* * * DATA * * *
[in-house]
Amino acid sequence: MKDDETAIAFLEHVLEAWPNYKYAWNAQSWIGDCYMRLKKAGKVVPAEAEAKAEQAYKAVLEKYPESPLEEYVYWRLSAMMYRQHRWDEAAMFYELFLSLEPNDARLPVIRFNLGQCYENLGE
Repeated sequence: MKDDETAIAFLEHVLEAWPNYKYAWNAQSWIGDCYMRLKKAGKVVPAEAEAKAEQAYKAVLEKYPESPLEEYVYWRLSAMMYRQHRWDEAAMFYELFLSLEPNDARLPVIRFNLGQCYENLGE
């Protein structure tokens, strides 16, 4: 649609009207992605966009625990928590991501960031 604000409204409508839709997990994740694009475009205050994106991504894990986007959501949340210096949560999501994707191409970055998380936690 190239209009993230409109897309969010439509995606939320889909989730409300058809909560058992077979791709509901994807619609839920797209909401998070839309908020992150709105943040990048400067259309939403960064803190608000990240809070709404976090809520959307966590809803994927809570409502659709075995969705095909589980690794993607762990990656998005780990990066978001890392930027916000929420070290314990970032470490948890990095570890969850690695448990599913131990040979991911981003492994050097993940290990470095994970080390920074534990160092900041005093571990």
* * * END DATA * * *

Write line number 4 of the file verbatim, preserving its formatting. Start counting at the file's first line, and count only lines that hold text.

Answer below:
């Protein structure tokens, strides 16, 4: 649609009207992605966009625990928590991501960031 604000409204409508839709997990994740694009475009205050994106991504894990986007959501949340210096949560999501994707191409970055998380936690 190239209009993230409109897309969010439509995606939320889909989730409300058809909560058992077979791709509901994807619609839920797209909401998070839309908020992150709105943040990048400067259309939403960064803190608000990240809070709404976090809520959307966590809803994927809570409502659709075995969705095909589980690794993607762990990656998005780990990066978001890392930027916000929420070290314990970032470490948890990095570890969850690695448990599913131990040979991911981003492994050097993940290990470095994970080390920074534990160092900041005093571990």